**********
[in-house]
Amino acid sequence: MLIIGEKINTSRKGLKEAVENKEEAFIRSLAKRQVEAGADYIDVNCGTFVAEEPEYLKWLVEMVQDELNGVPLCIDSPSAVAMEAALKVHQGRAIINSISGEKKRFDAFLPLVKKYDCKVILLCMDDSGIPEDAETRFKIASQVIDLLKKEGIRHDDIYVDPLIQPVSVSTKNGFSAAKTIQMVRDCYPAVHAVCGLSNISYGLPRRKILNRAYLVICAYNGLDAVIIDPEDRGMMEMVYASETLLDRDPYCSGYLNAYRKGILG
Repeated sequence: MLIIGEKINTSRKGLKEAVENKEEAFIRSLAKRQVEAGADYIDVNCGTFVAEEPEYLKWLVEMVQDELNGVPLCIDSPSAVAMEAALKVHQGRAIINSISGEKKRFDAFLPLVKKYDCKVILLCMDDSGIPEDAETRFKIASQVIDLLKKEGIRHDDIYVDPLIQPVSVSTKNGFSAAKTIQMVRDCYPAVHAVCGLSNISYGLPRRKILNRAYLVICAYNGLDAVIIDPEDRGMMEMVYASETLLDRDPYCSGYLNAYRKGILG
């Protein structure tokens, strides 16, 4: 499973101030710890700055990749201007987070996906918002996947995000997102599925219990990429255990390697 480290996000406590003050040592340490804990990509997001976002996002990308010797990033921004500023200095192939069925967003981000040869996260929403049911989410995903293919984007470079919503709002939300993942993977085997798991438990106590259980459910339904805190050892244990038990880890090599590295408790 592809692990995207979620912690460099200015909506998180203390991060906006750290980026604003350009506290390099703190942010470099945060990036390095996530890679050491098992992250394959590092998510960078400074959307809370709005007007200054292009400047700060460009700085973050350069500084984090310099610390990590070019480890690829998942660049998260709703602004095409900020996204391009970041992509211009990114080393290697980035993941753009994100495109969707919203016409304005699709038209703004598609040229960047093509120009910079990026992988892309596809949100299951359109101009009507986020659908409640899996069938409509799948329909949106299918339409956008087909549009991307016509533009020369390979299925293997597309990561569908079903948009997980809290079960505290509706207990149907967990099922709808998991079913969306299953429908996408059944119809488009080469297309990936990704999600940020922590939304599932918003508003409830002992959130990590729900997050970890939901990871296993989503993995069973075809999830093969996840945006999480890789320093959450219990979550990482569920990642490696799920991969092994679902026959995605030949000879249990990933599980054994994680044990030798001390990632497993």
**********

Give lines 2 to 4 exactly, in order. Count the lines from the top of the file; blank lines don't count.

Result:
Amino acid sequence: MLIIGEKINTSRKGLKEAVENKEEAFIRSLAKRQVEAGADYIDVNCGTFVAEEPEYLKWLVEMVQDELNGVPLCIDSPSAVAMEAALKVHQGRAIINSISGEKKRFDAFLPLVKKYDCKVILLCMDDSGIPEDAETRFKIASQVIDLLKKEGIRHDDIYVDPLIQPVSVSTKNGFSAAKTIQMVRDCYPAVHAVCGLSNISYGLPRRKILNRAYLVICAYNGLDAVIIDPEDRGMMEMVYASETLLDRDPYCSGYLNAYRKGILG
Repeated sequence: MLIIGEKINTSRKGLKEAVENKEEAFIRSLAKRQVEAGADYIDVNCGTFVAEEPEYLKWLVEMVQDELNGVPLCIDSPSAVAMEAALKVHQGRAIINSISGEKKRFDAFLPLVKKYDCKVILLCMDDSGIPEDAETRFKIASQVIDLLKKEGIRHDDIYVDPLIQPVSVSTKNGFSAAKTIQMVRDCYPAVHAVCGLSNISYGLPRRKILNRAYLVICAYNGLDAVIIDPEDRGMMEMVYASETLLDRDPYCSGYLNAYRKGILG
């Protein structure tokens, strides 16, 4: 499973101030710890700055990749201007987070996906918002996947995000997102599925219990990429255990390697 480290996000406590003050040592340490804990990509997001976002996002990308010797990033921004500023200095192939069925967003981000040869996260929403049911989410995903293919984007470079919503709002939300993942993977085997798991438990106590259980459910339904805190050892244990038990880890090599590295408790 592809692990995207979620912690460099200015909506998180203390991060906006750290980026604003350009506290390099703190942010470099945060990036390095996530890679050491098992992250394959590092998510960078400074959307809370709005007007200054292009400047700060460009700085973050350069500084984090310099610390990590070019480890690829998942660049998260709703602004095409900020996204391009970041992509211009990114080393290697980035993941753009994100495109969707919203016409304005699709038209703004598609040229960047093509120009910079990026992988892309596809949100299951359109101009009507986020659908409640899996069938409509799948329909949106299918339409956008087909549009991307016509533009020369390979299925293997597309990561569908079903948009997980809290079960505290509706207990149907967990099922709808998991079913969306299953429908996408059944119809488009080469297309990936990704999600940020922590939304599932918003508003409830002992959130990590729900997050970890939901990871296993989503993995069973075809999830093969996840945006999480890789320093959450219990979550990482569920990642490696799920991969092994679902026959995605030949000879249990990933599980054994994680044990030798001390990632497993």